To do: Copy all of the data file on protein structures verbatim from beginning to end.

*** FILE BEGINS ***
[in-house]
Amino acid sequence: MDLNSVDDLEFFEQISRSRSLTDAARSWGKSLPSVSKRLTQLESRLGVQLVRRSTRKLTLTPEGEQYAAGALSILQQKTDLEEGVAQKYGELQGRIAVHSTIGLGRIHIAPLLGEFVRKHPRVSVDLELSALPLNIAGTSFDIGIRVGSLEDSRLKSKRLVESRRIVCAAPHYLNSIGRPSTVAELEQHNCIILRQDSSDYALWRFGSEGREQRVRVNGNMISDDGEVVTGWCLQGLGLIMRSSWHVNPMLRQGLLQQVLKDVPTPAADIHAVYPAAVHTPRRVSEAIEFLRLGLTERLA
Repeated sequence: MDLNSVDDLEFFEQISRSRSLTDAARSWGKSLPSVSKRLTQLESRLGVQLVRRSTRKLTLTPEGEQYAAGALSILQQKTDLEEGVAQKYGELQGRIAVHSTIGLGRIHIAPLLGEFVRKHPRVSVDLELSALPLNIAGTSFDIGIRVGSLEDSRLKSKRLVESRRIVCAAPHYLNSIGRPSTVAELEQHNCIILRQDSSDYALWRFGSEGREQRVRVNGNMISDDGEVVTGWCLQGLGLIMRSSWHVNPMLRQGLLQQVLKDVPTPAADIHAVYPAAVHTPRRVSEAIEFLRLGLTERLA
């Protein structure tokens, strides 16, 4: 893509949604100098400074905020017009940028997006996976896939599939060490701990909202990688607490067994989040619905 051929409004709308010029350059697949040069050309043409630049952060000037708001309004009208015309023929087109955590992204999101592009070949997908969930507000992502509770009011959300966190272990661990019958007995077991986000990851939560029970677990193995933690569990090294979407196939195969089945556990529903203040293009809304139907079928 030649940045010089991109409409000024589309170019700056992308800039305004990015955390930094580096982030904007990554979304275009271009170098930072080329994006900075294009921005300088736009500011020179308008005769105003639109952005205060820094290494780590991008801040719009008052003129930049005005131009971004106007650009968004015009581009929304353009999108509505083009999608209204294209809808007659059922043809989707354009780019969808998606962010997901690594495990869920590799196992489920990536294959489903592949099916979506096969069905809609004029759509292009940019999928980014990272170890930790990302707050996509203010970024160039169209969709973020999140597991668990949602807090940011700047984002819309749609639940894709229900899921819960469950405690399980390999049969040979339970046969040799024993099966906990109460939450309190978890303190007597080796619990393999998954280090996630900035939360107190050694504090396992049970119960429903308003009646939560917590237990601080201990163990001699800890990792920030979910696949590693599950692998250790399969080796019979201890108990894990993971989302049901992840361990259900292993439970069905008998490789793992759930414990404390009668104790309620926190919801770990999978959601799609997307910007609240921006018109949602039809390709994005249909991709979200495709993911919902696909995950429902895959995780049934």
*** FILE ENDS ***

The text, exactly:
[in-house]
Amino acid sequence: MDLNSVDDLEFFEQISRSRSLTDAARSWGKSLPSVSKRLTQLESRLGVQLVRRSTRKLTLTPEGEQYAAGALSILQQKTDLEEGVAQKYGELQGRIAVHSTIGLGRIHIAPLLGEFVRKHPRVSVDLELSALPLNIAGTSFDIGIRVGSLEDSRLKSKRLVESRRIVCAAPHYLNSIGRPSTVAELEQHNCIILRQDSSDYALWRFGSEGREQRVRVNGNMISDDGEVVTGWCLQGLGLIMRSSWHVNPMLRQGLLQQVLKDVPTPAADIHAVYPAAVHTPRRVSEAIEFLRLGLTERLA
Repeated sequence: MDLNSVDDLEFFEQISRSRSLTDAARSWGKSLPSVSKRLTQLESRLGVQLVRRSTRKLTLTPEGEQYAAGALSILQQKTDLEEGVAQKYGELQGRIAVHSTIGLGRIHIAPLLGEFVRKHPRVSVDLELSALPLNIAGTSFDIGIRVGSLEDSRLKSKRLVESRRIVCAAPHYLNSIGRPSTVAELEQHNCIILRQDSSDYALWRFGSEGREQRVRVNGNMISDDGEVVTGWCLQGLGLIMRSSWHVNPMLRQGLLQQVLKDVPTPAADIHAVYPAAVHTPRRVSEAIEFLRLGLTERLA
């Protein structure tokens, strides 16, 4: 893509949604100098400074905020017009940028997006996976896939599939060490701990909202990688607490067994989040619905 051929409004709308010029350059697949040069050309043409630049952060000037708001309004009208015309023929087109955590992204999101592009070949997908969930507000992502509770009011959300966190272990661990019958007995077991986000990851939560029970677990193995933690569990090294979407196939195969089945556990529903203040293009809304139907079928 030649940045010089991109409409000024589309170019700056992308800039305004990015955390930094580096982030904007990554979304275009271009170098930072080329994006900075294009921005300088736009500011020179308008005769105003639109952005205060820094290494780590991008801040719009008052003129930049005005131009971004106007650009968004015009581009929304353009999108509505083009999608209204294209809808007659059922043809989707354009780019969808998606962010997901690594495990869920590799196992489920990536294959489903592949099916979506096969069905809609004029759509292009940019999928980014990272170890930790990302707050996509203010970024160039169209969709973020999140597991668990949602807090940011700047984002819309749609639940894709229900899921819960469950405690399980390999049969040979339970046969040799024993099966906990109460939450309190978890303190007597080796619990393999998954280090996630900035939360107190050694504090396992049970119960429903308003009646939560917590237990601080201990163990001699800890990792920030979910696949590693599950692998250790399969080796019979201890108990894990993971989302049901992840361990259900292993439970069905008998490789793992759930414990404390009668104790309620926190919801770990999978959601799609997307910007609240921006018109949602039809390709994005249909991709979200495709993911919902696909995950429902895959995780049934």